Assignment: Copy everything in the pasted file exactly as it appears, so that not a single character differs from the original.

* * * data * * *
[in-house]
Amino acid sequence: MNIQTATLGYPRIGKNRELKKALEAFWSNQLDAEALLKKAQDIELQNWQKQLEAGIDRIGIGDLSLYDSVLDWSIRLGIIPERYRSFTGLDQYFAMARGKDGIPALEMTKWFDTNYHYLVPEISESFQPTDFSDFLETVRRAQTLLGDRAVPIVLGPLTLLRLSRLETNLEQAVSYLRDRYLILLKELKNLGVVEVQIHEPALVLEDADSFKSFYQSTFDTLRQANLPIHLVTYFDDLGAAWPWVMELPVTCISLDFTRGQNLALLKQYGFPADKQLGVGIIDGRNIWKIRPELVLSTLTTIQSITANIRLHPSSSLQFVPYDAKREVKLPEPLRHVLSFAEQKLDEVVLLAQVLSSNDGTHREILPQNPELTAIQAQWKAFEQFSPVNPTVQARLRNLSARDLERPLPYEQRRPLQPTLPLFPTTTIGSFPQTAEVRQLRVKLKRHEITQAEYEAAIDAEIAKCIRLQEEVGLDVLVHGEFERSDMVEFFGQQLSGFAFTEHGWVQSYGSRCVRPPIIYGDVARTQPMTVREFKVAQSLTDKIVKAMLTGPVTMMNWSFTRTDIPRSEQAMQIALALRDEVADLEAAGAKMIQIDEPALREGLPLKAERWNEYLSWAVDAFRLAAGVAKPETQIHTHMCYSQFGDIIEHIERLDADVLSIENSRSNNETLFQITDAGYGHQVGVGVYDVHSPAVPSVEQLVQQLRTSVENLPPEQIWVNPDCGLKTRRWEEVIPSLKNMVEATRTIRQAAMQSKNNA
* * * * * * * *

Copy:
[in-house]
Amino acid sequence: MNIQTATLGYPRIGKNRELKKALEAFWSNQLDAEALLKKAQDIELQNWQKQLEAGIDRIGIGDLSLYDSVLDWSIRLGIIPERYRSFTGLDQYFAMARGKDGIPALEMTKWFDTNYHYLVPEISESFQPTDFSDFLETVRRAQTLLGDRAVPIVLGPLTLLRLSRLETNLEQAVSYLRDRYLILLKELKNLGVVEVQIHEPALVLEDADSFKSFYQSTFDTLRQANLPIHLVTYFDDLGAAWPWVMELPVTCISLDFTRGQNLALLKQYGFPADKQLGVGIIDGRNIWKIRPELVLSTLTTIQSITANIRLHPSSSLQFVPYDAKREVKLPEPLRHVLSFAEQKLDEVVLLAQVLSSNDGTHREILPQNPELTAIQAQWKAFEQFSPVNPTVQARLRNLSARDLERPLPYEQRRPLQPTLPLFPTTTIGSFPQTAEVRQLRVKLKRHEITQAEYEAAIDAEIAKCIRLQEEVGLDVLVHGEFERSDMVEFFGQQLSGFAFTEHGWVQSYGSRCVRPPIIYGDVARTQPMTVREFKVAQSLTDKIVKAMLTGPVTMMNWSFTRTDIPRSEQAMQIALALRDEVADLEAAGAKMIQIDEPALREGLPLKAERWNEYLSWAVDAFRLAAGVAKPETQIHTHMCYSQFGDIIEHIERLDADVLSIENSRSNNETLFQITDAGYGHQVGVGVYDVHSPAVPSVEQLVQQLRTSVENLPPEQIWVNPDCGLKTRRWEEVIPSLKNMVEATRTIRQAAMQSKNNA